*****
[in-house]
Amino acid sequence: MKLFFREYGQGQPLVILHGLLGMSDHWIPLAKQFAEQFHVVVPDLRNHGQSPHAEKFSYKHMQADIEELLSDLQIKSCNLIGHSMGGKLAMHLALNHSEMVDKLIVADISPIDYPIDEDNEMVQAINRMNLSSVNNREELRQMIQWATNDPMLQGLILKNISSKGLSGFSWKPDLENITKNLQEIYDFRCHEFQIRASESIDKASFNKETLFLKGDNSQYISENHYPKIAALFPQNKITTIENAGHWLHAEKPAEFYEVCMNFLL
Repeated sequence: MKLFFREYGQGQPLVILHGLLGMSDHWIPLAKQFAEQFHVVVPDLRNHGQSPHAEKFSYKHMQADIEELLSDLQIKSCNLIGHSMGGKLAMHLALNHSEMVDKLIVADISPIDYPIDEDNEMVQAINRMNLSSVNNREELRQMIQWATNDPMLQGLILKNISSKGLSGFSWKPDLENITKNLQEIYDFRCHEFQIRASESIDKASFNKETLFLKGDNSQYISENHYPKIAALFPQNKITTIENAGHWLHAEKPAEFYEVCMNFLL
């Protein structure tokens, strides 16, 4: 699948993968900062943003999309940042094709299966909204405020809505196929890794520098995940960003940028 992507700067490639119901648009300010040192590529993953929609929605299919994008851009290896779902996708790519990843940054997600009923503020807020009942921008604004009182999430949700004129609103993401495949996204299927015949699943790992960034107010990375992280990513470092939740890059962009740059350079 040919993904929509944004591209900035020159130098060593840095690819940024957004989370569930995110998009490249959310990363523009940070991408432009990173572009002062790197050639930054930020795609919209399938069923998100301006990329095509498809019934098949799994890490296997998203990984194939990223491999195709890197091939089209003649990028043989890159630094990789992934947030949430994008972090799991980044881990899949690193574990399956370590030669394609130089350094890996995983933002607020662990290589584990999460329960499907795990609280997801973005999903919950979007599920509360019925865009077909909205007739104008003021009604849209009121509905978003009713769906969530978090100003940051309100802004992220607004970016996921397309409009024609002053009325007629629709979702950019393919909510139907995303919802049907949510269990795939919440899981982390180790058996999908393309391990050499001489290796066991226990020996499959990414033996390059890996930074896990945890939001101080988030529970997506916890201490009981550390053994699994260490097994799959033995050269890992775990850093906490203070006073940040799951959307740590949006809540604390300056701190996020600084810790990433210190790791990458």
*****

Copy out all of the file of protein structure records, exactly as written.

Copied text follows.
[in-house]
Amino acid sequence: MKLFFREYGQGQPLVILHGLLGMSDHWIPLAKQFAEQFHVVVPDLRNHGQSPHAEKFSYKHMQADIEELLSDLQIKSCNLIGHSMGGKLAMHLALNHSEMVDKLIVADISPIDYPIDEDNEMVQAINRMNLSSVNNREELRQMIQWATNDPMLQGLILKNISSKGLSGFSWKPDLENITKNLQEIYDFRCHEFQIRASESIDKASFNKETLFLKGDNSQYISENHYPKIAALFPQNKITTIENAGHWLHAEKPAEFYEVCMNFLL
Repeated sequence: MKLFFREYGQGQPLVILHGLLGMSDHWIPLAKQFAEQFHVVVPDLRNHGQSPHAEKFSYKHMQADIEELLSDLQIKSCNLIGHSMGGKLAMHLALNHSEMVDKLIVADISPIDYPIDEDNEMVQAINRMNLSSVNNREELRQMIQWATNDPMLQGLILKNISSKGLSGFSWKPDLENITKNLQEIYDFRCHEFQIRASESIDKASFNKETLFLKGDNSQYISENHYPKIAALFPQNKITTIENAGHWLHAEKPAEFYEVCMNFLL
């Protein structure tokens, strides 16, 4: 699948993968900062943003999309940042094709299966909204405020809505196929890794520098995940960003940028 992507700067490639119901648009300010040192590529993953929609929605299919994008851009290896779902996708790519990843940054997600009923503020807020009942921008604004009182999430949700004129609103993401495949996204299927015949699943790992960034107010990375992280990513470092939740890059962009740059350079 040919993904929509944004591209900035020159130098060593840095690819940024957004989370569930995110998009490249959310990363523009940070991408432009990173572009002062790197050639930054930020795609919209399938069923998100301006990329095509498809019934098949799994890490296997998203990984194939990223491999195709890197091939089209003649990028043989890159630094990789992934947030949430994008972090799991980044881990899949690193574990399956370590030669394609130089350094890996995983933002607020662990290589584990999460329960499907795990609280997801973005999903919950979007599920509360019925865009077909909205007739104008003021009604849209009121509905978003009713769906969530978090100003940051309100802004992220607004970016996921397309409009024609002053009325007629629709979702950019393919909510139907995303919802049907949510269990795939919440899981982390180790058996999908393309391990050499001489290796066991226990020996499959990414033996390059890996930074896990945890939001101080988030529970997506916890201490009981550390053994699994260490097994799959033995050269890992775990850093906490203070006073940040799951959307740590949006809540604390300056701190996020600084810790990433210190790791990458």